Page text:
Time Trial Review: Rocky Road Runners

FIGHTING FIT

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Boys will always be boys, and with David it was no different. As a 15-year-old scholar at Queensburgh Boys’ High School in KwaZulu-Natal, he took up kickboxing to make sure if needs be, he would be able to defend himself when his mates started playing rough. That was 11 years ago and over time, David’s goals have developed to be less defensive and more competitive. Last year, he was crowned South African champion in K1 kickboxing – that means contact with low kicks and knees – and now David has his sights set on the World Kickboxing Championships later this year.


His commitment to the sport earned him three bronze medals at the SA Championships in the last six years, but then last year he stepped it up to claim a gold medal. Growing up in KZN, he represented the province at three national championships from 2005 to 2007 before moving to Johannesburg where, under the watchful eye of coach Shihan Raymond Philips, he trains at Xtreme Kickboxing Technologies.


A RUNNING FIGHTER
His fitness levels through running have played a major role in transforming him from a teenage novice kickboxer to one of the best in the country. “I attend kickboxing classes three times a week for two hours at a time, with extra training closer to big tournaments. I run two to three times a week, but with the hectic pace of living in Johannesburg, I have not found time to join a running club. I rather choose to grab my running shoes after work or early mornings and just hit the road, usually for a run of about eight to 15km,” says Dave.


He adds that his mom is the ‘real’ runner in the family. “I never really got what she was doing until I started running early in 2009, initially to improve my fighting fitness. I now enjoy it so much because it is a great way to relax and de-stress. I haven’t officially run any races, though I sometimes tag along with my mom when she does races.”


Dave believes that incorporating running in his training regime has contributed to his success as a kickboxer. “Unfortunately, South Africa is not on the same path as the rest of the world when it comes to technique and fitness in the sport of kickboxing. We only concentrate on brawling with very little focus on skill or the fitness needed to apply the skill,” He says. “Very often, the difference between me and another fighter is my fitness level. Although running won’t improve my punching power, it definitely leaves me standing comfortably after three rounds in the ring while my opponent is about to collapse. Running is the quickest and easiest way to improve my core fitness. It has improved my fighting, without a doubt.”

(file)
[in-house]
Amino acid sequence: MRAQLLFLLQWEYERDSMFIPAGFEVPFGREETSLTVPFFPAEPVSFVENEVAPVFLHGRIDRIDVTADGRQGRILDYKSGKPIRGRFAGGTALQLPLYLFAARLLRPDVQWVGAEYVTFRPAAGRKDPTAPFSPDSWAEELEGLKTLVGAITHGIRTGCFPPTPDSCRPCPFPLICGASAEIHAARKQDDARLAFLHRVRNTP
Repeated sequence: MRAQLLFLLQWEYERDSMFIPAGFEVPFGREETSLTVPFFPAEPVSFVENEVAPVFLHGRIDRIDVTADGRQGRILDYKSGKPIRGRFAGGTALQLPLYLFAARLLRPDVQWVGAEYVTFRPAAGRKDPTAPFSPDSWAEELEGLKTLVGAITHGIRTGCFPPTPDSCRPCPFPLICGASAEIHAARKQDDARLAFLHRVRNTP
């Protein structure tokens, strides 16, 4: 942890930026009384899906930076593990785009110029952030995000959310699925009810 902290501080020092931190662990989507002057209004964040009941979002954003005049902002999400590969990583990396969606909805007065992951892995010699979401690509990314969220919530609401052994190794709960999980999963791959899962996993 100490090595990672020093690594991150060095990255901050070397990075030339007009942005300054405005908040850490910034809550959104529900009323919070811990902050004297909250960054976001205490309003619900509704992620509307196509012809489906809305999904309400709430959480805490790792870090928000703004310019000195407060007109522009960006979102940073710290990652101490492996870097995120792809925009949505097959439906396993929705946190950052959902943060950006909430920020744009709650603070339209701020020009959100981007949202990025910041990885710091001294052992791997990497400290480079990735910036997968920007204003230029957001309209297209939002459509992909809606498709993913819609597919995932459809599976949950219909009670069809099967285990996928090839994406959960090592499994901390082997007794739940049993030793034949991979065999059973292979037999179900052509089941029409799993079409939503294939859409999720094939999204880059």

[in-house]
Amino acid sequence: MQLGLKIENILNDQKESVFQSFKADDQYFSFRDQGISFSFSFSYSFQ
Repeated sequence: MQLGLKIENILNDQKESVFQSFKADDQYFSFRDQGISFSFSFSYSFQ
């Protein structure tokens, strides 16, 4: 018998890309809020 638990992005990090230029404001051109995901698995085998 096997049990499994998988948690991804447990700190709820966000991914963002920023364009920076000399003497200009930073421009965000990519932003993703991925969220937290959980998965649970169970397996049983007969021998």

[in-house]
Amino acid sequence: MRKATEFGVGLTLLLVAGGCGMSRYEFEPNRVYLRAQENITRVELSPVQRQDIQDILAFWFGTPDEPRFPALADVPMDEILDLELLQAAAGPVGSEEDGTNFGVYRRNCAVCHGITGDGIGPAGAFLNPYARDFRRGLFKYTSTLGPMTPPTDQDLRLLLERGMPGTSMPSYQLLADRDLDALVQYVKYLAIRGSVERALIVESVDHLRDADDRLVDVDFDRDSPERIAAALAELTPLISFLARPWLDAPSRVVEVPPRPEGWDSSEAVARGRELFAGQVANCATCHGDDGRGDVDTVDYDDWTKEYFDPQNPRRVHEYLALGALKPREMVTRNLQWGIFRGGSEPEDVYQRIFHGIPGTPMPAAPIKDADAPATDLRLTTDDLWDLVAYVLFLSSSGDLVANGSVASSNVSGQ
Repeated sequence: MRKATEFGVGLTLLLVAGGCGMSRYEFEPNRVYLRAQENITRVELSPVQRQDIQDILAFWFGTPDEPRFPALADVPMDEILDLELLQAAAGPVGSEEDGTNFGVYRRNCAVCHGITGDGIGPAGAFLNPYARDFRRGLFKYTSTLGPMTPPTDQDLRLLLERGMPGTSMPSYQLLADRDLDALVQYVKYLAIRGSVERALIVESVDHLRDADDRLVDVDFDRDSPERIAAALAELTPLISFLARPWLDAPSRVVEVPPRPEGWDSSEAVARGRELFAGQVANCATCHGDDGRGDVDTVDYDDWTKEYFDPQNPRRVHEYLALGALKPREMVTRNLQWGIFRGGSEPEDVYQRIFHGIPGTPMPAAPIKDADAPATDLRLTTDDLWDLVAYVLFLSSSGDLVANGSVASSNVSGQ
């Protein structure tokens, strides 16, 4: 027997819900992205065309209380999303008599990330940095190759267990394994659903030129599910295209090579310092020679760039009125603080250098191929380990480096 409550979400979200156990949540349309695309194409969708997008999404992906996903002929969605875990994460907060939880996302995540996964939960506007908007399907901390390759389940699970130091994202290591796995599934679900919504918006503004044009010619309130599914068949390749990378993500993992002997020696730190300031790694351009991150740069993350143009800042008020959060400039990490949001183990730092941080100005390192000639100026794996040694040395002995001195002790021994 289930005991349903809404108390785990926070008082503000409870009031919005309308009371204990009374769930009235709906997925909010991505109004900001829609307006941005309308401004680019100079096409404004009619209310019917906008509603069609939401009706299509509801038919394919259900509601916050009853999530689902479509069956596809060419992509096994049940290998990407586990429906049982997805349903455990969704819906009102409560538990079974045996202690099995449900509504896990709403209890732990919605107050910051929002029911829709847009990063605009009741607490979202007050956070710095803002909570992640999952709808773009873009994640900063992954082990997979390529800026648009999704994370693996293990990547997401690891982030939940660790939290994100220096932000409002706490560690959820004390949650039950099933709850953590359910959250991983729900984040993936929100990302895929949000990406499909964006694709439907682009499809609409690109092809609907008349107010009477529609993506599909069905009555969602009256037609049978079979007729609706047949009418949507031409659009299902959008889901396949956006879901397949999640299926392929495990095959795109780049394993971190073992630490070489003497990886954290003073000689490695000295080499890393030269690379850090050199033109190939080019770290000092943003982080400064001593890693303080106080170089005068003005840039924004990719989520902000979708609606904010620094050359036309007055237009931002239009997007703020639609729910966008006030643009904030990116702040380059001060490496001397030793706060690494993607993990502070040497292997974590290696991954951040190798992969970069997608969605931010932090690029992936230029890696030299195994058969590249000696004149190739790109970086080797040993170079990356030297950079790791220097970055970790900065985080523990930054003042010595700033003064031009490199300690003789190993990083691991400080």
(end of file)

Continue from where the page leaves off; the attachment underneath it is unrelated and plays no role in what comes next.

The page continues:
He believes talent is important in any sport, but a winning attitude is more important. “When doubt enters a talented fighter’s mind, talent might mean very little. I class myself as a fighter with more determination than talent.”


THE FUTURE
Having been crowned South African champ last year, David now has his sights set on the nationals next year in the Western Cape, and after that he hopes to travel to the World Championships to represent South Africa. However, as with most sports, the trip is expensive and finding sponsors is a big challenge. David has thus already started scouting around for sponsors. He also leans heavily on the support of family and friends, because “They keep my passion burning, which in turn helps me make it to training sessions that I might have missed due to laziness.”


And one day, when the world of competitive fighting is just a faded memory, Dave has another goal in mind: to tackle the Comrades Marathon. “Just to say I’ve done it!” he says.

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